In an official statement, the group apologized to the Jewish community and to the participants of the exhibition, stating that they never intended to promote anti-Semitism, but wanted to talk about the struggles that lived under the military dictatorship of Suharto, where violence, exploitation and censorship were an everyday reality. “Like all of our artwork, the panel attempts to expose the complex power relations that are at play behind these injustices and the erasure of public memory surrounding the Indonesian genocide in 1965, where over 500,000 people were murdered,” they explained. the artists. “We never intended to be hateful towards a particular ethnic or religious group, but rather to criticize militarism and state violence.” In fact, there are other characters on screen who represent different “soldiers” of history such as the KGB and even 007. Therefore, it even makes sense to associate different official powers with pigs – as is often the case in art, including in Brazil. 

Detalhe do Mural People’s Justice criado pelo coletivo Taring Padi
Detail of the People's Justice Mural created by the Taring Padi collective

The most critical image, however, is on the right side of the panel: it is possible to see another figure with sharp teeth, devilish ears, curls on the side typical of Orthodox Jews and bloodshot eyes. In his hat it is possible to see the initials of the SS – a reference to the Schutzstaffel, a German term that means “protection squadron” used by a group founded in 1925, with the objective of protecting Adolf Hitler. SS members were made up of so-called “elite men”, individuals who fit the standards of racial “purity” advocated by Nazi ideology. That is, the collective would be making a direct association between Orthodox Jews and the Nazis, most likely because of the massacres in Palestine. 

They acknowledged that the images "took on a specific meaning in the historical context of Germany". The statement, however, was also the subject of criticism. After all, portraying Jews as bloodsuckers must not only be a problem in the German context, but everywhere in the world.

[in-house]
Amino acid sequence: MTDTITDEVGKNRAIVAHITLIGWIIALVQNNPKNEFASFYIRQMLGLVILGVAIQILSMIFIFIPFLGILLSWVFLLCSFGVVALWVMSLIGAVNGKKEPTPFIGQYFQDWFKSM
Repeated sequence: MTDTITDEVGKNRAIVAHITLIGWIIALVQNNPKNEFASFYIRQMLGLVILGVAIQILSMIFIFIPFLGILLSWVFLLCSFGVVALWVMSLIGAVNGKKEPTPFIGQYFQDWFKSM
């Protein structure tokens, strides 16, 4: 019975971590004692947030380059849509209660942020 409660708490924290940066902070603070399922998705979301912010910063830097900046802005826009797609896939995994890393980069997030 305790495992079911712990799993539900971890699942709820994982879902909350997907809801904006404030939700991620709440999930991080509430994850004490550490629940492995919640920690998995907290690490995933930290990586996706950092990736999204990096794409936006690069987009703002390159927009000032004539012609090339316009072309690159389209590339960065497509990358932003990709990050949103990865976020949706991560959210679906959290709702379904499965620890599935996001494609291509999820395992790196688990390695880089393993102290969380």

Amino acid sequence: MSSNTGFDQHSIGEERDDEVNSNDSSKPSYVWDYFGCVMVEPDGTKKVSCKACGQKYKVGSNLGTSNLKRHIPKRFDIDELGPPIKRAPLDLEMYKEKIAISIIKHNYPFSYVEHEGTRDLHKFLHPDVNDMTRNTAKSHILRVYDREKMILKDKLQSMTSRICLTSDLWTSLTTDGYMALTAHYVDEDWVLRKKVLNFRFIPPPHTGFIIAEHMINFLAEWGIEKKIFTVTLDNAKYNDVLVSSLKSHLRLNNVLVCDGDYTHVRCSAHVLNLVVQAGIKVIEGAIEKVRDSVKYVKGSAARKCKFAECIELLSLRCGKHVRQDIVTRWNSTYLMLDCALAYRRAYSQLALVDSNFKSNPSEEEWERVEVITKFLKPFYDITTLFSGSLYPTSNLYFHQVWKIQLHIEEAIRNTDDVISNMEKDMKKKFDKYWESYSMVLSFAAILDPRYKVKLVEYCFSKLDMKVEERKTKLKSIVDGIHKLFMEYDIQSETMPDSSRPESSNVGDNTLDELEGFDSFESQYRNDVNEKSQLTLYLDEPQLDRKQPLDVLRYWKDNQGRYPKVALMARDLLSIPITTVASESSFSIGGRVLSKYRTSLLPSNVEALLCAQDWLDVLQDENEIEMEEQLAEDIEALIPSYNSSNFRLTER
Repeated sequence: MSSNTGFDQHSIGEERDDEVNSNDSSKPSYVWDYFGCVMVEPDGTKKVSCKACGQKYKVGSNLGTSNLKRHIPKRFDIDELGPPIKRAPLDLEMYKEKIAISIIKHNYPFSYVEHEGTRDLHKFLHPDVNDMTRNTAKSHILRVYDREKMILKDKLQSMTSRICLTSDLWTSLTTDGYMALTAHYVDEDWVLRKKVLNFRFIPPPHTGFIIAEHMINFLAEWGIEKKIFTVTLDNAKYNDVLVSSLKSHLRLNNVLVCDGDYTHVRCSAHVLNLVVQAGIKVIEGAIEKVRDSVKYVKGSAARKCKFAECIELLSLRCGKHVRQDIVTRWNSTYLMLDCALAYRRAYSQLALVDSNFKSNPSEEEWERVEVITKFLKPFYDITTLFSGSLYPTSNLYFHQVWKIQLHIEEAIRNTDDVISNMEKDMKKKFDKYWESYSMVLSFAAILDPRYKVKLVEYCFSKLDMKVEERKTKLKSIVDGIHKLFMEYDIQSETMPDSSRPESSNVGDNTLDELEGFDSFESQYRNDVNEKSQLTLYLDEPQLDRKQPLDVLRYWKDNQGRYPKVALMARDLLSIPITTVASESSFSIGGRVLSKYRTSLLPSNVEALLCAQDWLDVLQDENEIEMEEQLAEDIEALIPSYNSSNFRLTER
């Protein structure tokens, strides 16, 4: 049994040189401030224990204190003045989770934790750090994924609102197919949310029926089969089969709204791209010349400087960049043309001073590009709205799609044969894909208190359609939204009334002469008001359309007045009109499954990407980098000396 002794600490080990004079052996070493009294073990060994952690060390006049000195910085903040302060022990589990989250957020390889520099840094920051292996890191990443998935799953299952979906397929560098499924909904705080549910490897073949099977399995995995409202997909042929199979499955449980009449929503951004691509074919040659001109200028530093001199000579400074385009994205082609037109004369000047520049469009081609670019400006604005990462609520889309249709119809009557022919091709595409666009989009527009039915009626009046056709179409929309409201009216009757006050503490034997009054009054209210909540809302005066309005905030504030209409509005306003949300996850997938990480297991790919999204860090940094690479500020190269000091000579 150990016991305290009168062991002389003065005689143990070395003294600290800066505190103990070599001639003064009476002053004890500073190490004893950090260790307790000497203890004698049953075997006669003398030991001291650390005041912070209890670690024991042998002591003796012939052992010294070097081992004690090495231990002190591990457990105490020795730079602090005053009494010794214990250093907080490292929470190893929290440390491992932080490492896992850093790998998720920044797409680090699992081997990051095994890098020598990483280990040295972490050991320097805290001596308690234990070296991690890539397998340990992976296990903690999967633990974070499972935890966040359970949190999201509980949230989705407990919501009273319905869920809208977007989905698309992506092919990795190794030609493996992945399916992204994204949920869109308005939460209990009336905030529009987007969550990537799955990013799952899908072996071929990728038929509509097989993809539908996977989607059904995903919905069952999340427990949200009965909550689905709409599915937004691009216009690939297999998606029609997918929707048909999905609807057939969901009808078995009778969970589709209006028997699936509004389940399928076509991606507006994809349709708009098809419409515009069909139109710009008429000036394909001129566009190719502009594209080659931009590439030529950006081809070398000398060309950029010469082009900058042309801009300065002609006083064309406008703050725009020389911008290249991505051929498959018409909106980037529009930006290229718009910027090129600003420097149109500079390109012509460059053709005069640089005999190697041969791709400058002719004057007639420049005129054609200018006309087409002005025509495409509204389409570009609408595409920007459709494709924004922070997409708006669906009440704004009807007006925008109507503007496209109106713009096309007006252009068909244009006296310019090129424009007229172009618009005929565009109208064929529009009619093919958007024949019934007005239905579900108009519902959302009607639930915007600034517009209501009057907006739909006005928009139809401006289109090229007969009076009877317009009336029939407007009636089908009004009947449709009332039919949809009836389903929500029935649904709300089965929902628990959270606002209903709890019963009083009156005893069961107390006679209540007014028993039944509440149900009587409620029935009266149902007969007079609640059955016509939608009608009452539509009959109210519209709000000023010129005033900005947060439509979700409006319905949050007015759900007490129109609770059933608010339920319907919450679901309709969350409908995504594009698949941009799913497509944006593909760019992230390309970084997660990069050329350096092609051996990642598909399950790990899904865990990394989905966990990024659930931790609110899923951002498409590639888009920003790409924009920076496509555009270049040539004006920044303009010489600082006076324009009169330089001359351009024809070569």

In Brazil

Part of Documenta's concept involves the idea of creating a discussion and support group among art institutions around the world called the “lumbung network”. The whole exhibition, incidentally, was guided by the word “lumbung” which means “common rice granary”, a typical place in Indonesia where the surplus of the harvest is stored for the benefit of all.

Today, July 20th, Casa do Povo released a official note to respond to rumors that have been published on Frankfurter Allgemeine Zeitung saying that a “Jewish collective from São Paulo” had been invited, and then not invited, to participate in Documenta 15's lumbung network because of “protests from participants close to Palestine”.

The institution believes that the article was referring to Casa do Povo and emphasizes that it was never officially invited to participate in the Lumbung network, as informal conversations ended due to the Covid 19 situation. “The fact that we are a Jewish institution was never discussed , and there was no anti-Semitism,” they point out. 

“Of course, we are deeply hurt by the anti-Semitic imagery on Taring Padi's mural that was thoroughly discussed and rightfully condemned in public debate over the last month, but we also feel that Documenta and Ruangrupa did the right thing by dismantling the work in a matter of days, a decision that we know is always difficult to make.”, they complete. 

Casa do Povo says they would like to better understand the genealogy of these images, but are already grateful that Documenta, the artistic team and the artists have officially apologized. And they finish: “So we ask: What else should they do?”